Examining SSRU Business English First Year Students’ English Language Learning Style Preferences in Speaking and Listening Skills
There are problems in the varied learning styles of English language learners which can be inconsistent with the teacher's teaching styles in tertiary level as students tend to have their individual learning styles and teachers tend to follow to the specific teaching style that they are good at. This study examines the students’ learning styles preferences and their implications on the teaching and learning planning to stimulate the students’ performance in English language learning. A paradigm utilising quantitative research method was employed in this study. A group of 125 (26 males and 99 females) first year’s Thai university students majoring in Business English were selected to answer the survey through the use of 20-item Willing's (1988) questionnaire. The data collected was analyzed using the means and derivation to achieve the main objective of the study. The results revealed that most students preferred to be concrete learners (active personality) and teacher-oriented learners (passive personality) respectively. The fact that the findings seem to be inconsistent is a phenomenon. Possible reasons of this are discussed. This can be an implication for future design of classroom materials and tasks for first years’ students in tertiary level and match students’ learning style preferences with effective teaching styles.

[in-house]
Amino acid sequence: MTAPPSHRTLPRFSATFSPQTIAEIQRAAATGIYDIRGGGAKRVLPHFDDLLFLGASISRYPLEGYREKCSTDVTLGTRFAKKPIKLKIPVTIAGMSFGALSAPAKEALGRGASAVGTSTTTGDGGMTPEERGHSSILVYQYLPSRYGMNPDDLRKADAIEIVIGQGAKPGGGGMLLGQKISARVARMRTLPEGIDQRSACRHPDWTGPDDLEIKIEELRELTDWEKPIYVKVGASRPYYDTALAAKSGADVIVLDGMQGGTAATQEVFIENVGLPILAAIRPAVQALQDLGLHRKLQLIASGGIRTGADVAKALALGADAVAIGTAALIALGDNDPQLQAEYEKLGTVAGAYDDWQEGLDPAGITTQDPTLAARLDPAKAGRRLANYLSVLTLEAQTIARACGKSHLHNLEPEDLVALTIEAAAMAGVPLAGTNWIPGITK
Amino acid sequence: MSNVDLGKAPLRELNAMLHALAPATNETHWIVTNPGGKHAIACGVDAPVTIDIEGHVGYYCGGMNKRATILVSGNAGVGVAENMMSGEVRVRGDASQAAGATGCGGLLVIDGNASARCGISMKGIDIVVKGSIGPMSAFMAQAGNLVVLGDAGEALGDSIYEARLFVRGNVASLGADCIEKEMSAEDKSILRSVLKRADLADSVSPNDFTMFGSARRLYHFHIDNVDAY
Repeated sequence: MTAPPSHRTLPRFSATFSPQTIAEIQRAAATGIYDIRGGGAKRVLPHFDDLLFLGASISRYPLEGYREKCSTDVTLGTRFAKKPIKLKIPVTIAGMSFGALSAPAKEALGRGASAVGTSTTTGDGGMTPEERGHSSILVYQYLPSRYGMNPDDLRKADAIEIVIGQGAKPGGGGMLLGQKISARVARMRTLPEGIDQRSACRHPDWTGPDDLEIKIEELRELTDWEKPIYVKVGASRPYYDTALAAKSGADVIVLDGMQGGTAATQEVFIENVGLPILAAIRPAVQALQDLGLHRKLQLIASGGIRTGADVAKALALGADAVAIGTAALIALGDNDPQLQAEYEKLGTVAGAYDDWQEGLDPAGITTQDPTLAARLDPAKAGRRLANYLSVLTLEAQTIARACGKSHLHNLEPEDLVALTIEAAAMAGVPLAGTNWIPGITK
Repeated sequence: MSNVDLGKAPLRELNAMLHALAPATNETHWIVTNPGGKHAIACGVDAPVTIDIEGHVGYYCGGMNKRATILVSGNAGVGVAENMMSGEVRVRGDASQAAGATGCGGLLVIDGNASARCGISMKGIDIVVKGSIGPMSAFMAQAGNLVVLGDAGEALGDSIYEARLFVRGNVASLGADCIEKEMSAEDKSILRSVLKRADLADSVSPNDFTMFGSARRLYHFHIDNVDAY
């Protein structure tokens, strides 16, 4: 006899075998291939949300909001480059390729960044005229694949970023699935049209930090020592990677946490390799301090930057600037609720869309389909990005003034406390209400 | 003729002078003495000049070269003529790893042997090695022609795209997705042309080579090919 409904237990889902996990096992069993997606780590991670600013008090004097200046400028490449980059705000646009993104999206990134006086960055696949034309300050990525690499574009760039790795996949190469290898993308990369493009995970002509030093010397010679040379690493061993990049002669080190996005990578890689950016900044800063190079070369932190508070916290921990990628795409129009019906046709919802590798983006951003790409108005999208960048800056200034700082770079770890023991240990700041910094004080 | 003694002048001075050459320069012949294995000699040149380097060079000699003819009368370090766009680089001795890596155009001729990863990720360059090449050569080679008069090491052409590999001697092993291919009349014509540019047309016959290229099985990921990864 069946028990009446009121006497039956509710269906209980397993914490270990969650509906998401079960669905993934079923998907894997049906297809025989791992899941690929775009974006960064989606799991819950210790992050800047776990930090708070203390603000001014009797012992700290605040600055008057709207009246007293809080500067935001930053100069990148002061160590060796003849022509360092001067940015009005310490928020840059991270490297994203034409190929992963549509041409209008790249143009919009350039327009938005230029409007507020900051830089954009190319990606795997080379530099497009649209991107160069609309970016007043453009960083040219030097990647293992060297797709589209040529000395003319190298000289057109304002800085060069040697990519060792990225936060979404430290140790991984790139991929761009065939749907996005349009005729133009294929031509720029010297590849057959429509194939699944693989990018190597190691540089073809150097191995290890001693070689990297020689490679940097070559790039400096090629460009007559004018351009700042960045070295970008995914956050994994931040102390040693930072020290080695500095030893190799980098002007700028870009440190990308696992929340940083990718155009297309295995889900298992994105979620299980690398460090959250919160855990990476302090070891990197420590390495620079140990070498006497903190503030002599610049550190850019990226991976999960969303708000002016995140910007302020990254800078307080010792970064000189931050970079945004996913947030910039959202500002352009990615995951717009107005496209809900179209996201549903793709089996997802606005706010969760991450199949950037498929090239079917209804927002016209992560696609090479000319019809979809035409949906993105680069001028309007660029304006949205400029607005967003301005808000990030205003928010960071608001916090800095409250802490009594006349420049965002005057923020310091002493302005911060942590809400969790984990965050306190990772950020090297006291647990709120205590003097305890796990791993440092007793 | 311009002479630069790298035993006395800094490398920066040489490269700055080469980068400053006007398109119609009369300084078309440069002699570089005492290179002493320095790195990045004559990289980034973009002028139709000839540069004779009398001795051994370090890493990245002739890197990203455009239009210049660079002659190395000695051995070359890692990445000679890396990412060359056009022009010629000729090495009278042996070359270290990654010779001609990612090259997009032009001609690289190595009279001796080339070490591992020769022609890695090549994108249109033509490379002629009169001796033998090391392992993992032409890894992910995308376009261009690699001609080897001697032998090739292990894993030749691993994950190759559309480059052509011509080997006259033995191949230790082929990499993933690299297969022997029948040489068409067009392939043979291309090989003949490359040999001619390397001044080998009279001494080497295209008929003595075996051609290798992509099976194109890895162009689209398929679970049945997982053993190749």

Keywords - Learning Style Preferences, EFL, English Language